Scripting Your Miniseries or OGN begins Wednesday, March 28, and Creating Great Characters starts Wednesday, June 6. Make sure to sign up as soon as you are able, as our classes only have limited slots available. They fill up pretty quickly!

We’re excited to be providing aspiring and established comic book creators alike a chance to better hone their storytelling skills. Paul graciously answered some of our questions regarding what students can expect from his upcoming courses.

Comics Experience: Please explain your approach to teaching.

Paul Allor: Oh, great question. Particularly in a class like this, I think it’s important to find out what your students’ goals are, and essentially come to them with the curriculum and teaching style, instead of the other way around. I also think it’s very important – especially when teaching a creative medium – to be both supportive and honest. You’ll always get my honest and unfiltered opinion of where you’re at, but you’ll also always get my full support as you work to bring your writing to the next level.

Another important facet of my teaching style is the realization that I am not the final authority on anything – least of all someone else’s story. I’m here to give you my thoughts, to work with you and to provide some guidance along the way. But you are the world’s leading expert on your own writing.

And finally, I find that I learn best when I’m having fun. I’m guessing most other people are the same way. So I aim to make these classes fun, stimulating and interactive.

And did I mention fun?

CE: How do these courses build upon the foundation established in the Introduction to Writing class?

PA: I learned so many lessons from Andy Schmidt’s Introduction to Writing class that I still use on a daily basis. That class provides so many of the basic building blocks that you need to create a great story. So in these courses, we’ll be talking about how to use those building blocks to create even larger and more complex structures.

CE: What do you hope students will get out of these classes?

PA: My ultimate goal is that students will come out of these classes feeling they’ve ‘leveled up’ in their writing, and that they now have a broader, deeper set of tools and skills that they can put to work on every comic they write. And I also hope that they feel like they had fun along the way!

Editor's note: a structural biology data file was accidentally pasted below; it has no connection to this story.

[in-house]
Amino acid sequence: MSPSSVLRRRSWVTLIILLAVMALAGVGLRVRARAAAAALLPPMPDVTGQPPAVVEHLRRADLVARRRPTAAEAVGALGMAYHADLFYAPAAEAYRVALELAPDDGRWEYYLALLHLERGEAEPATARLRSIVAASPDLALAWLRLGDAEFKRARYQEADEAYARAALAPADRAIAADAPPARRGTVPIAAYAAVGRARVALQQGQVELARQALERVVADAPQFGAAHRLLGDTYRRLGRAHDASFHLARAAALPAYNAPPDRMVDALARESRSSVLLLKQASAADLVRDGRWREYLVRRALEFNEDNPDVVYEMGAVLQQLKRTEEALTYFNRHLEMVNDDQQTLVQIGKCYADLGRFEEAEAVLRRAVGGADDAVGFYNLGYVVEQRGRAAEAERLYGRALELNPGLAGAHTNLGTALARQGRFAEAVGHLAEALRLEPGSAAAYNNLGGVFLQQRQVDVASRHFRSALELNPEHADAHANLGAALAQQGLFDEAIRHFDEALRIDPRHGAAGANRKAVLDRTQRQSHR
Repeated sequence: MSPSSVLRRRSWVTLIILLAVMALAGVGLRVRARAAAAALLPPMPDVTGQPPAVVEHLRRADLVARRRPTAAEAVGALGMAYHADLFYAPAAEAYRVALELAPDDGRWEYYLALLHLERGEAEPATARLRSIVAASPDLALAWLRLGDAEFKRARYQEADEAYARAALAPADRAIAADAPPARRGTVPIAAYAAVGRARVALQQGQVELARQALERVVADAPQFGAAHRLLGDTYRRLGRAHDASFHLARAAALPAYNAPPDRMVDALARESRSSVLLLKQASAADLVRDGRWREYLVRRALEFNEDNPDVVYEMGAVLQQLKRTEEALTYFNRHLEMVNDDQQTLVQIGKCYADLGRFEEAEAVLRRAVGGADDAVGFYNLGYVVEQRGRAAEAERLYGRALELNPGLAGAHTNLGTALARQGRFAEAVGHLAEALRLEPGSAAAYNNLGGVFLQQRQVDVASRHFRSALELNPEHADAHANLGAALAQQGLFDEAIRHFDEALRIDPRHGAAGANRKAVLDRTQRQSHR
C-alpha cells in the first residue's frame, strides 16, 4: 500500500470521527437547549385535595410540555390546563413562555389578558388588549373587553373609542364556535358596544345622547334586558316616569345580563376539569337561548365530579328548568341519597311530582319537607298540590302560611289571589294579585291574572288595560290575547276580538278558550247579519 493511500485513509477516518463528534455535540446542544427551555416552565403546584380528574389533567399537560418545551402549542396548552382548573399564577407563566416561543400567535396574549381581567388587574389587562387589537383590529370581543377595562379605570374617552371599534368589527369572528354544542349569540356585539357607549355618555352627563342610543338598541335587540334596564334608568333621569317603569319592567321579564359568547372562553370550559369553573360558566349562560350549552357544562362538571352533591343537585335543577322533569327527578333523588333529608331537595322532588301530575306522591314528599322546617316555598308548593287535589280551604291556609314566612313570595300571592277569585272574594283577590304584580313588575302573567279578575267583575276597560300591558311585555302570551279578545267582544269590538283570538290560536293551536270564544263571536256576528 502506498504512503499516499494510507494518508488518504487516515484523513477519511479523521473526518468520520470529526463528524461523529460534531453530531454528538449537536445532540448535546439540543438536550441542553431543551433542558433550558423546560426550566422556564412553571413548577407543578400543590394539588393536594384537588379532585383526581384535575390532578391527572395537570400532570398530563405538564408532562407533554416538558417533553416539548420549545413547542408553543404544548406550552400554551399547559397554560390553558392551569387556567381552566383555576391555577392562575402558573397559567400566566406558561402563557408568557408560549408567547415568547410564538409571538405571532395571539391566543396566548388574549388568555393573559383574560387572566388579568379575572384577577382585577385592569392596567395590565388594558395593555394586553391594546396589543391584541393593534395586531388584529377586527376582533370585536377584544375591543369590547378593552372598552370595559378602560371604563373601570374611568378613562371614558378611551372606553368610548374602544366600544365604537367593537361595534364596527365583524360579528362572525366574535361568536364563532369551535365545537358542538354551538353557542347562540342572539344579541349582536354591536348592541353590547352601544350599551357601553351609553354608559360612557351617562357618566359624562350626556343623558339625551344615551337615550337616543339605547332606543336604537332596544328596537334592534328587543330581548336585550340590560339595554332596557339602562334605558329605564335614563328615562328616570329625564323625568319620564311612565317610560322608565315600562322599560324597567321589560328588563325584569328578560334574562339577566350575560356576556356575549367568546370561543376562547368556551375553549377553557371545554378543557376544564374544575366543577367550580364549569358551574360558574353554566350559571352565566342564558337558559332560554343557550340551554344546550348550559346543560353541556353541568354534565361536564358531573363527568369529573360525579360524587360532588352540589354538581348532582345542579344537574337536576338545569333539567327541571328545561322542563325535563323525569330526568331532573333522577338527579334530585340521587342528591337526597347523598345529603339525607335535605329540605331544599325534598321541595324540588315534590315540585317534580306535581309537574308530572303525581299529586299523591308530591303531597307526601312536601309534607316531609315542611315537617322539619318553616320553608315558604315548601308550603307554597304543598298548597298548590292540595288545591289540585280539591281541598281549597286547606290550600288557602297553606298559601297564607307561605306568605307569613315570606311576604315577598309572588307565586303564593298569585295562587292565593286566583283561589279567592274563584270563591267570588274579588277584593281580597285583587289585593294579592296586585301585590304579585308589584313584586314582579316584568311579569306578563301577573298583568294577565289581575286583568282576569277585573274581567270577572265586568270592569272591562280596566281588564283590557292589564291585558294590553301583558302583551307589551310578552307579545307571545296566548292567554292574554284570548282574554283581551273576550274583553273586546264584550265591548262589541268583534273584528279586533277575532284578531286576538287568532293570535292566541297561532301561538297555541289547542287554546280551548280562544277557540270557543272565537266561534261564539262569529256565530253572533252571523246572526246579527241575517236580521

CE: What are some of the most common mistakes first-time writers make when creating characters that you want to address in the Creating Great Characters course?

PA: I think the single most common mistake is creating a cast of characters that all talk, think and feel the same. Another common mistake is assuming your readers will relate to your characters, without putting in the work to make sure they do. Finally, a lot of first-time writers also put a ton of work into fleshing out their main character, but then surround them with a cast full of tropes and clichés. But these are all problems you can easily overcome, if you have the right tools and the right approach.

CE: What are some of the most common structural mistakes first-time writers make when creating miniseries and original graphic novels that you want to address in the Creating Great Characters course? What differences between the two formats should students keep in mind when deciding which best suits their stories?

PA: By far the most common mistake is not knowing your ending when you begin your story – essentially making it up as you go along. You should definitely have some flexibility to discover new things about your characters and your story along the way, but going complete improve is a recipe for disaster. Another common mistake is not having something to say, other than “I like this genre/setting/type of story, so I’m writing a comic in this genre/setting/type of story.” That doesn’t sound like a structural problem, but a lack of theme nearly always leads to a lack of drive, drama and tension in your story.

And the main difference between a mini-series and OGN is simply pacing. In a mini-series, you have to worry about keeping the reader hooked 20 pages at a time, which necessitates a somewhat breakneck pace, whereas in original graphic novels you have far greater flexibility in how you approach pacing, scene length, weaving in subplots, and on and on.

Sign up for Creating Great Characters and/or Scripting Your Miniseries or OGN here.

*Original graphic novel

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If you want to make comics, write, draw, letter, and color comics, or improve as a comics creator, you’ll find like-minded friends and colleagues in our online workshops and courses. We hope to see you there!

Posted by Meredith Nudo